While The Pound Project founder actively encourages opportunities for creativity and conversation which have been bolstered by the existence of social media platforms, he does wonder whether we have perhaps verged too far from trusting experts, “anyone can be a blogger, I’m on board with that, but not everyone can be a writer.” For JP the fundamentals of quality storytelling and journalism should always be paid for and respected, especially at a time when we might be wise to take heed from people who know what they’re talking about.
Starting out on this venture, armed with his list of probables, possibles and dream writers that he hoped would join him on The Pound Project journey, it was a case of tapping into his existing network of creatives while also seeking out writers and authors, who like him possessed an entrepreneurial spirit. In the case of Pandora Sykes and her contribution to the project with The Authentic Lie, a book which sought to question the curation of online personas, her “no bullshit approach” and strong business mind made the collaboration a no brainer as far as JP was concerned, further cementing his belief that to succeed in this field requires authors to acknowledge the importance of their contribution and the value of their craft.
From incredibly hungover meetings in Camden with fellow Pound Project author Dolly Alderton, hashing out the concept for her book, The Hopeless Romantic, to canvassing Jordan Stephens (of Rizzle Kicks fame) and working with the much-sought after Emma Gannon on her current campaign for the project, Sabotage, JP admits that creating a community of like-minded individuals who respect the dedication and grit required to get a concept like this off the ground, is pivotal to the sustainability and future of his venture.
The beauty of crowdfunding is that it encourages authors to take risks and gives rising talent a platform to make their print dreams a reality without fear of losing money or face. JP admits that he arrived at this model for a number of reasons, primarily because it was a cost-effective way of getting The Pound Project off the ground, but it also removed the idea that someones literary success could be determined by just a small handful of influential agents. On a more personal level for him, and as many other creatives will attest to, any good idea often has its roots in some form of failure or knockback, “everyone has been incredibly disappointed at some point and in the arts that is public facing.” Perhaps then as Elizabeth Day talks so candidly about, failure is truly what makes you.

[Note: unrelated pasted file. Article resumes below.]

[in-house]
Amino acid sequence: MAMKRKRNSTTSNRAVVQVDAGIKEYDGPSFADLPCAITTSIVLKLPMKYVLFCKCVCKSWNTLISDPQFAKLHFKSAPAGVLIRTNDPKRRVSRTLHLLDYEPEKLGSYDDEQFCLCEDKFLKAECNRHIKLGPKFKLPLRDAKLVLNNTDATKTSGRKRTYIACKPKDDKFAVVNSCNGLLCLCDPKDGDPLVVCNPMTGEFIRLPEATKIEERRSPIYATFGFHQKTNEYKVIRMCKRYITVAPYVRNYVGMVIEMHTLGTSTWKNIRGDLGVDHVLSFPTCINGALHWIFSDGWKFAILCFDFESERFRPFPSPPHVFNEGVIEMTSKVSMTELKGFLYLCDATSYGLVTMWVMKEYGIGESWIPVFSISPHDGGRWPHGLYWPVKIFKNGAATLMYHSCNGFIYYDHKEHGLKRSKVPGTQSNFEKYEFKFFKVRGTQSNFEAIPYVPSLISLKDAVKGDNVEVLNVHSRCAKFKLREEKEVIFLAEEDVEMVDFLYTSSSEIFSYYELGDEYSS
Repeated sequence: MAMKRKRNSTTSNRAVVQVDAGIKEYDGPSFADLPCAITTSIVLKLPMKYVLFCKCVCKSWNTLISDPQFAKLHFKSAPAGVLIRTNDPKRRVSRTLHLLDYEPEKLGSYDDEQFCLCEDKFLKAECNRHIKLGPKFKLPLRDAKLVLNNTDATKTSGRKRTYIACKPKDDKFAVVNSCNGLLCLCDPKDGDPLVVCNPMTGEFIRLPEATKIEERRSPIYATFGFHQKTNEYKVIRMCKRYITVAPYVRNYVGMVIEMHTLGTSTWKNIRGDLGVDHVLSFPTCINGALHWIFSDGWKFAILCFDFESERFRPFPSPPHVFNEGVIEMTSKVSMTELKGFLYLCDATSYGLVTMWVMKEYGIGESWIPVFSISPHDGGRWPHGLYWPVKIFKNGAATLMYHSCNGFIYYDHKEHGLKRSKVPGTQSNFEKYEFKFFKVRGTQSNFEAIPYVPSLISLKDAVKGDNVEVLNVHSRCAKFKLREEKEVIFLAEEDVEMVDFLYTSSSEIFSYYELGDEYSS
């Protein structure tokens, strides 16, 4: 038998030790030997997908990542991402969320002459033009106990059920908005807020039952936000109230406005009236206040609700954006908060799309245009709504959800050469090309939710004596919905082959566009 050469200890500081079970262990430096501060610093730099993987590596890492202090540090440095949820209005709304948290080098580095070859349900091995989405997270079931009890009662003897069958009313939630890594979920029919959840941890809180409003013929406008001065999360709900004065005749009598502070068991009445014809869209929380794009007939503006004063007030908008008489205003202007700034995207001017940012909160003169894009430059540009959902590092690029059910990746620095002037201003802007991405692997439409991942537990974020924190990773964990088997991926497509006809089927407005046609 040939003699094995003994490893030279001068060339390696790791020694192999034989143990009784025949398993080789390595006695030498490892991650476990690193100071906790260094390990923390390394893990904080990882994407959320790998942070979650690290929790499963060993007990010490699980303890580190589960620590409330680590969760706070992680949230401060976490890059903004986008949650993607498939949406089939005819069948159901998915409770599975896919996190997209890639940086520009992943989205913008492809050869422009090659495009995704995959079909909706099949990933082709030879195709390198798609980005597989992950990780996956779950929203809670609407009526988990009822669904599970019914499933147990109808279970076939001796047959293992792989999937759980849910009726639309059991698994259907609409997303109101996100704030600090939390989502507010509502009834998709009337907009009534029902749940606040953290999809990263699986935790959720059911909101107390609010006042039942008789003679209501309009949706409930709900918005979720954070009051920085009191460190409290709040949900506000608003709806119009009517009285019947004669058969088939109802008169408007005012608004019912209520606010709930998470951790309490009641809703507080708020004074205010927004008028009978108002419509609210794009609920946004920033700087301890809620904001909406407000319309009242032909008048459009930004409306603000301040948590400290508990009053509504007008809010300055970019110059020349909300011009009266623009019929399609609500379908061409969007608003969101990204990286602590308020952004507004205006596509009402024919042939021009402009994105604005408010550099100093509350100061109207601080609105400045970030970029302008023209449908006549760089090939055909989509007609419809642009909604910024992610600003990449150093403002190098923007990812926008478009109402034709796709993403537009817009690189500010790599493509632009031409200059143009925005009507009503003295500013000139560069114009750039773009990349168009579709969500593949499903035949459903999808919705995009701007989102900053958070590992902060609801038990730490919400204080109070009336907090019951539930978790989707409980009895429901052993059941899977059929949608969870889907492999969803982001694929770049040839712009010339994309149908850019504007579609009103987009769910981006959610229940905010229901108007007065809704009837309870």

The success of The Pound Project surely lies in JP’s ability to canvass authors and writers who, as he puts it, sit in “the eye of the paradigm”, whose shrewd observations of the world around them teeter on the edge of the zeitgeist, ruminating just before the wider public experience that light bulb moment of realisation that they are not alone; someone else shares their opinions, their dreams, their fears. From considered and thoughtful commentary on the current state of affairs (don’t mention the B word), to honest and authentic accounts of love, to the hotly-anticipated publication from Emma Gannon on our innate ability to self-destruct just when we are on the cusp of something great, The Pound Project is a platform for authentic storytelling, the underdog’s best friend, and a vehicle for democratic content creation in these very troublesome and uncertain times.